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Four American History Myths Busted in Portsmouth

 

Myth02

Myth 2:
Slavery was a Southern problem only

THE TRUTH:  Because Portsmouth was a successful seaport in the infamous “Triangle Trade” with the West Indies, merchants here in the North also bought and sold human slaves. The first known enslaved man in Portsmouth arrived in chains aboard a ship from Guinea in 1645. Africans were traded as cargo, sometimes in ships built on the PiscataquaRiver. By the mid-1700s most of the city’s wealthy families had Black slaves or freed servants. The New England industrial economy, particularly the cotton trade, continued to depend on southern slavery for cheap labor even as northerners decried the practice. Social discrimination was prevalent in the North for a century after the Emancipation Proclamation.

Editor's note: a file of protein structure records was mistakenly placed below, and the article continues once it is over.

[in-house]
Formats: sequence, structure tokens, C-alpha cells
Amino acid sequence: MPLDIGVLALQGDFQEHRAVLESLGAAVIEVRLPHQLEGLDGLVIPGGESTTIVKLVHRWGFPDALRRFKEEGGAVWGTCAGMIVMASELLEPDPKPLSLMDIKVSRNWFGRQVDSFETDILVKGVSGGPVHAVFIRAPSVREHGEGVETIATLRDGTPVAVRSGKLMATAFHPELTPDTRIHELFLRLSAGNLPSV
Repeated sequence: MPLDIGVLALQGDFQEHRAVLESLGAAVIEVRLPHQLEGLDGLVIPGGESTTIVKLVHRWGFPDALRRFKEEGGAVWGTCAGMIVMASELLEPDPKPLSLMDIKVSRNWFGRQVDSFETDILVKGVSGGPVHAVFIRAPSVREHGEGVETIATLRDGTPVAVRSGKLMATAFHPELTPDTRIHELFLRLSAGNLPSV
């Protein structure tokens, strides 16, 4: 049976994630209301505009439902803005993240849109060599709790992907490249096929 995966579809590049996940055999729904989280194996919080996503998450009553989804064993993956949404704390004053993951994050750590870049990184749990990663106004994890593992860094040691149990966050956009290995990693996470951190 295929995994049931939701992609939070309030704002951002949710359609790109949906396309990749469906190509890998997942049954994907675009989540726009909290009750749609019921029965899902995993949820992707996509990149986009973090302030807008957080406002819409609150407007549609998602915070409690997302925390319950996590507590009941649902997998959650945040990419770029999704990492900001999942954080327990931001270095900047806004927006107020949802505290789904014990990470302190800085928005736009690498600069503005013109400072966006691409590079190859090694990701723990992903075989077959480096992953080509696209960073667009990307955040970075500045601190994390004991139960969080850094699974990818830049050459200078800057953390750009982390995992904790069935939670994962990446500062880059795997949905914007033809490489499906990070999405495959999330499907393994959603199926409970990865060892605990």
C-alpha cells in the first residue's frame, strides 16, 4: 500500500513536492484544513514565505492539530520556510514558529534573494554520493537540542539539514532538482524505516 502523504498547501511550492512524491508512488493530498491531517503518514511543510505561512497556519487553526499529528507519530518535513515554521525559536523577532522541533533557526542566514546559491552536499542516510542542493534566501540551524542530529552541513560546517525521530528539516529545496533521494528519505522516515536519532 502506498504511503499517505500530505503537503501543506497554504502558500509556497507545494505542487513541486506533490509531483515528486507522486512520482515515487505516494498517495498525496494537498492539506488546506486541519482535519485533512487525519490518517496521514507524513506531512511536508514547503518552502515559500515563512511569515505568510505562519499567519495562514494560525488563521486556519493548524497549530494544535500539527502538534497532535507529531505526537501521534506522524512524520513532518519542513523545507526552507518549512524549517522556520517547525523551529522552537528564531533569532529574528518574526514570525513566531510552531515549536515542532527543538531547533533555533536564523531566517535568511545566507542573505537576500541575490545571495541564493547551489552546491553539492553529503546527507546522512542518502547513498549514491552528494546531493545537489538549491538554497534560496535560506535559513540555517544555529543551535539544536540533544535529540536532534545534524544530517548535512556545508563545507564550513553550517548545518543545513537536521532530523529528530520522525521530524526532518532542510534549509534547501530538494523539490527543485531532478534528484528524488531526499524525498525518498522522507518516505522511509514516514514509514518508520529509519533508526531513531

SEE MORE: Today Portsmouth Black Heritage Trail markers placed around the city honor famous African-Americans like newspaper printer Primus Fowle and Revolutionary War hero Prince Whipple, both enslaved men. Walk the self-guided Portsmouth Black Heritage Trail that tells the story of African Americans in NH’s only seaport. 

CONTINUE TO MYTH #3

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News about Portsmouth from Fosters.com

Tuesday, October 17, 2017 
 
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